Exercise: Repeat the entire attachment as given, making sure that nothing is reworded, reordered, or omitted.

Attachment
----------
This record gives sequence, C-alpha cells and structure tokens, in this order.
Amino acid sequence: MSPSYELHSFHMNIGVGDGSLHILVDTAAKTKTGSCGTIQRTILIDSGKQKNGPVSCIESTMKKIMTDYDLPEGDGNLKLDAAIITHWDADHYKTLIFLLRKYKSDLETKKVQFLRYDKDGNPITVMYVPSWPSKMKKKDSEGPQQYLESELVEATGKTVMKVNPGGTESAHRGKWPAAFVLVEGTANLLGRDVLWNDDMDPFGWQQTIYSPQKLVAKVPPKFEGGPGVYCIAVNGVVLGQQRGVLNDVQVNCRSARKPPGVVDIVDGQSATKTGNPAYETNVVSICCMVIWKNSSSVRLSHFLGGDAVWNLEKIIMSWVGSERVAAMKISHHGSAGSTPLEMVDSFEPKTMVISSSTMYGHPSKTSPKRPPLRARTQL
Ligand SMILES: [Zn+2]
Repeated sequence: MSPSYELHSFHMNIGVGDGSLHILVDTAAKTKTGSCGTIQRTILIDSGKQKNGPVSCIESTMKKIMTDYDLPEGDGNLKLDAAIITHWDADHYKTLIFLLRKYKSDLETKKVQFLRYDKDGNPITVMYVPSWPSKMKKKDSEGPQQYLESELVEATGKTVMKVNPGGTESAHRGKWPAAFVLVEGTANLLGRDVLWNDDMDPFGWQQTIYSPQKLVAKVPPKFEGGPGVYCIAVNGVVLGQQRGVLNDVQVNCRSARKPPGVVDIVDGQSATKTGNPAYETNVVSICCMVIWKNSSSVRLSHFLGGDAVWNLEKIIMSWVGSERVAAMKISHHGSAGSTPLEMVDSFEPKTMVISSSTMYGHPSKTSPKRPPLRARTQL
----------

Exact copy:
This record gives sequence, C-alpha cells and structure tokens, in this order.
Amino acid sequence: MSPSYELHSFHMNIGVGDGSLHILVDTAAKTKTGSCGTIQRTILIDSGKQKNGPVSCIESTMKKIMTDYDLPEGDGNLKLDAAIITHWDADHYKTLIFLLRKYKSDLETKKVQFLRYDKDGNPITVMYVPSWPSKMKKKDSEGPQQYLESELVEATGKTVMKVNPGGTESAHRGKWPAAFVLVEGTANLLGRDVLWNDDMDPFGWQQTIYSPQKLVAKVPPKFEGGPGVYCIAVNGVVLGQQRGVLNDVQVNCRSARKPPGVVDIVDGQSATKTGNPAYETNVVSICCMVIWKNSSSVRLSHFLGGDAVWNLEKIIMSWVGSERVAAMKISHHGSAGSTPLEMVDSFEPKTMVISSSTMYGHPSKTSPKRPPLRARTQL
Ligand SMILES: [Zn+2]
Repeated sequence: MSPSYELHSFHMNIGVGDGSLHILVDTAAKTKTGSCGTIQRTILIDSGKQKNGPVSCIESTMKKIMTDYDLPEGDGNLKLDAAIITHWDADHYKTLIFLLRKYKSDLETKKVQFLRYDKDGNPITVMYVPSWPSKMKKKDSEGPQQYLESELVEATGKTVMKVNPGGTESAHRGKWPAAFVLVEGTANLLGRDVLWNDDMDPFGWQQTIYSPQKLVAKVPPKFEGGPGVYCIAVNGVVLGQQRGVLNDVQVNCRSARKPPGVVDIVDGQSATKTGNPAYETNVVSICCMVIWKNSSSVRLSHFLGGDAVWNLEKIIMSWVGSERVAAMKISHHGSAGSTPLEMVDSFEPKTMVISSSTMYGHPSKTSPKRPPLRARTQL